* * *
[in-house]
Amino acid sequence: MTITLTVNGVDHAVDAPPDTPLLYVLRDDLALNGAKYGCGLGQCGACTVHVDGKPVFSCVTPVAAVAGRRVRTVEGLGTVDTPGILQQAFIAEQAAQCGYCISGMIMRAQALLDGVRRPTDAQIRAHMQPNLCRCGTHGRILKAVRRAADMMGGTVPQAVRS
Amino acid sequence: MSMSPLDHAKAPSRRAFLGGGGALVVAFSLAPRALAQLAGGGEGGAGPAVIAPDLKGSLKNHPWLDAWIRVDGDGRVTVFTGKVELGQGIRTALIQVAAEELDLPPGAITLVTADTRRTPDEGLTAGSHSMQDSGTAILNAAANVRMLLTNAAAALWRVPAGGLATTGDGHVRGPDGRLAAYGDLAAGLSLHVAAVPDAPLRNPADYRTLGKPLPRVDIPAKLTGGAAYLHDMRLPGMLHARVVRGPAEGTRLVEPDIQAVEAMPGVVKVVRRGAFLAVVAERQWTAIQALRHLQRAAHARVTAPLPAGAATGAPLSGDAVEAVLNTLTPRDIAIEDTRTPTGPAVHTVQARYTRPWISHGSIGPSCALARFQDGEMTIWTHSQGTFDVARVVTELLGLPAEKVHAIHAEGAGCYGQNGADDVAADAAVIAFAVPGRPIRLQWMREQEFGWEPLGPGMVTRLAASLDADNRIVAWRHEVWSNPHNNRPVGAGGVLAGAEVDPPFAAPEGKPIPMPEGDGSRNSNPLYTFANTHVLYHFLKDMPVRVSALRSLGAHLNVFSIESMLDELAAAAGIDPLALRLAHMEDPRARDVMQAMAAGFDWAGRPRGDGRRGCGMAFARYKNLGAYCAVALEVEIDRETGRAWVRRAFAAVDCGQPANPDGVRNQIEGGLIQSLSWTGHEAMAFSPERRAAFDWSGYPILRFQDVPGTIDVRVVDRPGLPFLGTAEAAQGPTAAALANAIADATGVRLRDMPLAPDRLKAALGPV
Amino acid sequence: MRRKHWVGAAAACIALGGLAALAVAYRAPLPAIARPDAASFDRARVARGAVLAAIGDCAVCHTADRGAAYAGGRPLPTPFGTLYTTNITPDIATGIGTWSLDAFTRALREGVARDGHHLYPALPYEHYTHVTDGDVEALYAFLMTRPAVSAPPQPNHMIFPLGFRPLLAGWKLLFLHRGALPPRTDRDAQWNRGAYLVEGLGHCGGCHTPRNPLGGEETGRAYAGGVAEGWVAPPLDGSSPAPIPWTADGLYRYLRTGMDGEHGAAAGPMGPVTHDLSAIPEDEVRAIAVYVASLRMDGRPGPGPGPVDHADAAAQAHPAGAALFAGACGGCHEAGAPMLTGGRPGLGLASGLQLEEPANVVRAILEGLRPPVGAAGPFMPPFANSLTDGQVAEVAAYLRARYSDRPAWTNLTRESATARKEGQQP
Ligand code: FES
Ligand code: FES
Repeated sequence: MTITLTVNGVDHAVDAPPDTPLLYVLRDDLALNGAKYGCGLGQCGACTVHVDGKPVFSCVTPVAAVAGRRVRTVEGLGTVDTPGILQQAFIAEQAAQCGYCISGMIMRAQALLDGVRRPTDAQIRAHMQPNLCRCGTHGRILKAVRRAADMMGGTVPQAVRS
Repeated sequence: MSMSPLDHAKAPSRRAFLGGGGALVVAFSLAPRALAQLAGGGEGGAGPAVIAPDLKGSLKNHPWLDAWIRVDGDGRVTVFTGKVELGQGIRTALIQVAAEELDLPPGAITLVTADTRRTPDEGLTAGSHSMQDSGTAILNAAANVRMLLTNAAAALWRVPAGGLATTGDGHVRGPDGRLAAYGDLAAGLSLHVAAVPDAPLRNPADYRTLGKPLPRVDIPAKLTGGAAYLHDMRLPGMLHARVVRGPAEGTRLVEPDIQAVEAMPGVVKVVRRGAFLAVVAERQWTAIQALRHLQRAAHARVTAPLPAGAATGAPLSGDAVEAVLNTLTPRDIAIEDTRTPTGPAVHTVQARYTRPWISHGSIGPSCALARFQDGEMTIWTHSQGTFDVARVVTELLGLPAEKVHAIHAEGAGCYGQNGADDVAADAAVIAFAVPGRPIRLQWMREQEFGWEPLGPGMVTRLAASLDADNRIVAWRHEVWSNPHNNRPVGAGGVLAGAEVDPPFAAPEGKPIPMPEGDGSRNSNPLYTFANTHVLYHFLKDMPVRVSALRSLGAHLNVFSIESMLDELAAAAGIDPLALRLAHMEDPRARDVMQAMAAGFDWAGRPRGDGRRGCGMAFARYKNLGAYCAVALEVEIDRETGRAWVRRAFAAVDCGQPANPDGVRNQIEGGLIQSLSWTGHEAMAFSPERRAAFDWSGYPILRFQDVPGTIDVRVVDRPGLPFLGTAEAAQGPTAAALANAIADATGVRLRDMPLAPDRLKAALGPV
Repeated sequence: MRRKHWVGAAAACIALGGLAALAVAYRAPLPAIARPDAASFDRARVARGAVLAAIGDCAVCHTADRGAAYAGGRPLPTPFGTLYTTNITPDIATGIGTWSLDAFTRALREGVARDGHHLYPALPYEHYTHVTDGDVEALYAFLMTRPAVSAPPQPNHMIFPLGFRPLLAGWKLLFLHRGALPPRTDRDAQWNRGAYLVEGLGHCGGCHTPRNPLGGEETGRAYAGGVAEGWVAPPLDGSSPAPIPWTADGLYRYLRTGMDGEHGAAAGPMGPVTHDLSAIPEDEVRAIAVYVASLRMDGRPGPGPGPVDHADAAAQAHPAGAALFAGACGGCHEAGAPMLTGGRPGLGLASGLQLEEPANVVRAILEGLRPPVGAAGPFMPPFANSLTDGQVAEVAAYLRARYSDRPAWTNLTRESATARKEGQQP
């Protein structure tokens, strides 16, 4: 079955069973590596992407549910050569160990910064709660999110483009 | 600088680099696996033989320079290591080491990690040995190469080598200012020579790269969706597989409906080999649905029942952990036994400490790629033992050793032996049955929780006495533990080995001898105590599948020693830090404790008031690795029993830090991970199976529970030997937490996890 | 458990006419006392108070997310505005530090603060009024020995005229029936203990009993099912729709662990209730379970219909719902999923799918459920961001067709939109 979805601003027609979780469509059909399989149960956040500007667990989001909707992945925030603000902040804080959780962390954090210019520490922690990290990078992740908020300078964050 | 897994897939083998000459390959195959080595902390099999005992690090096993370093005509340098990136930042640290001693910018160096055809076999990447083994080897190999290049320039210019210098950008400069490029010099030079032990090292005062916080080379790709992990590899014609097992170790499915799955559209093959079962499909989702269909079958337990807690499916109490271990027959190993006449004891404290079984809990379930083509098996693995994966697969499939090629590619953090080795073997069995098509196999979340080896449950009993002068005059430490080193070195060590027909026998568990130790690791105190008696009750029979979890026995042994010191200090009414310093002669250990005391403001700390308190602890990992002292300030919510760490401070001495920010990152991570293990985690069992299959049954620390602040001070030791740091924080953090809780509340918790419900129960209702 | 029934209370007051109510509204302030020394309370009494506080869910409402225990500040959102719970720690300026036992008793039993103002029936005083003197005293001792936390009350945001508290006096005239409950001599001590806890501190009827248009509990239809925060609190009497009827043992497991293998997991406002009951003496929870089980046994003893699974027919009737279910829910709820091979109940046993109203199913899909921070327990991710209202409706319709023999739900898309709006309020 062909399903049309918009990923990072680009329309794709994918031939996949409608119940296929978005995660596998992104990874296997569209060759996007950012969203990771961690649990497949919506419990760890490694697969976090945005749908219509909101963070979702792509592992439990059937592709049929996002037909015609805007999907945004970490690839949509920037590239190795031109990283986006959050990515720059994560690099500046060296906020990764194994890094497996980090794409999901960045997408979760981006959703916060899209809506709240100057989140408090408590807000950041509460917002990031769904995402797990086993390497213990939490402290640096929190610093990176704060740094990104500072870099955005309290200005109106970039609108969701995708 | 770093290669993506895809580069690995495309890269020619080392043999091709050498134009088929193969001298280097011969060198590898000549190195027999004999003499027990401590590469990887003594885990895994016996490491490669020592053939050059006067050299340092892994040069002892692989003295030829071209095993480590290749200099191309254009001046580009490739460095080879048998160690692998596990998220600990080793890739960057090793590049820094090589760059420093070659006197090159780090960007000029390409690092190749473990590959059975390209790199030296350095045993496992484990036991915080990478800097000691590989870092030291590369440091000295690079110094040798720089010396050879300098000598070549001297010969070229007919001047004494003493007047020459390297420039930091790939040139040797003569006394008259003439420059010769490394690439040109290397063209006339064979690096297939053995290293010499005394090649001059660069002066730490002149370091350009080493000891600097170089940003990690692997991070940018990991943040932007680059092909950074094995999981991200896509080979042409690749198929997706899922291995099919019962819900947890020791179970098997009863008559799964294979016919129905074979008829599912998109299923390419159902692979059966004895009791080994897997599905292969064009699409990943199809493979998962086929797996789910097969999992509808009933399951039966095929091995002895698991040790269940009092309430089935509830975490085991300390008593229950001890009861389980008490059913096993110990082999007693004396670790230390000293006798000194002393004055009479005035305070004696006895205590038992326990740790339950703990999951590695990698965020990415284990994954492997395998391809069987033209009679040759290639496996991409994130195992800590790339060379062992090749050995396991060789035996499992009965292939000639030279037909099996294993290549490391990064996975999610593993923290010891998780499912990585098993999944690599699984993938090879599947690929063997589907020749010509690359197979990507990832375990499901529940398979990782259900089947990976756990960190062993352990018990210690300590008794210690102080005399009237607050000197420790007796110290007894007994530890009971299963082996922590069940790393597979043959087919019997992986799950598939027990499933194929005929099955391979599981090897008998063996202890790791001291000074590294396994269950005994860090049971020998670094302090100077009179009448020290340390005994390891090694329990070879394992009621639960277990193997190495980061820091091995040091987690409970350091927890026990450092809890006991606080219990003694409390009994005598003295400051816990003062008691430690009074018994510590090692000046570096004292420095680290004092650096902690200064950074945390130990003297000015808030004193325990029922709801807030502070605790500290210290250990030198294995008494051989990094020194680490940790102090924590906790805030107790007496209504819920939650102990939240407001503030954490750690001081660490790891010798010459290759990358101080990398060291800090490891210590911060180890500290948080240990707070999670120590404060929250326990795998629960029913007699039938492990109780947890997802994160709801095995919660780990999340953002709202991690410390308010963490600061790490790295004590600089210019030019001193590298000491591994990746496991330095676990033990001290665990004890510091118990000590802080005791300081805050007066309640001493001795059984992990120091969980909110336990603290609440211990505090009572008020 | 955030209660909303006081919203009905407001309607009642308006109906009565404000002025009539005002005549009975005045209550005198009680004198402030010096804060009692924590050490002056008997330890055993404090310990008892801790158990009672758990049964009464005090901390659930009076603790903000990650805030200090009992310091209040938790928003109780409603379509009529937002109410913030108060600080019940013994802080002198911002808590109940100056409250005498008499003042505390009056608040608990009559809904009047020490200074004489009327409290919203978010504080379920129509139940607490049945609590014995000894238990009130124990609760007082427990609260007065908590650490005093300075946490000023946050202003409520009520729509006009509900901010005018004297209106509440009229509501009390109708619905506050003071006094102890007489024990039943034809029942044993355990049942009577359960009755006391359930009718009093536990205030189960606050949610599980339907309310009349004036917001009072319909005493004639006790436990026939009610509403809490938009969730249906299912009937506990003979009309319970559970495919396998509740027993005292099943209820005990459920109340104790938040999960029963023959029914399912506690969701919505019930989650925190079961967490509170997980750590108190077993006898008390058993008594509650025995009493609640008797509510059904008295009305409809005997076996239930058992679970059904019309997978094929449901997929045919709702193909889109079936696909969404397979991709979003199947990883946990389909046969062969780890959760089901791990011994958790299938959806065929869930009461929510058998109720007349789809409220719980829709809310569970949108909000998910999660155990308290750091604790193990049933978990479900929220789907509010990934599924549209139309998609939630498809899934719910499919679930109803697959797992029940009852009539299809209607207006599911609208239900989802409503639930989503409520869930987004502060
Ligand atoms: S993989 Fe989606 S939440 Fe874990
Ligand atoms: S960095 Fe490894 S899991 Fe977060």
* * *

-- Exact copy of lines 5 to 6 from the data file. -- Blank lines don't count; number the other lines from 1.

Ligand code: FES
Ligand code: FES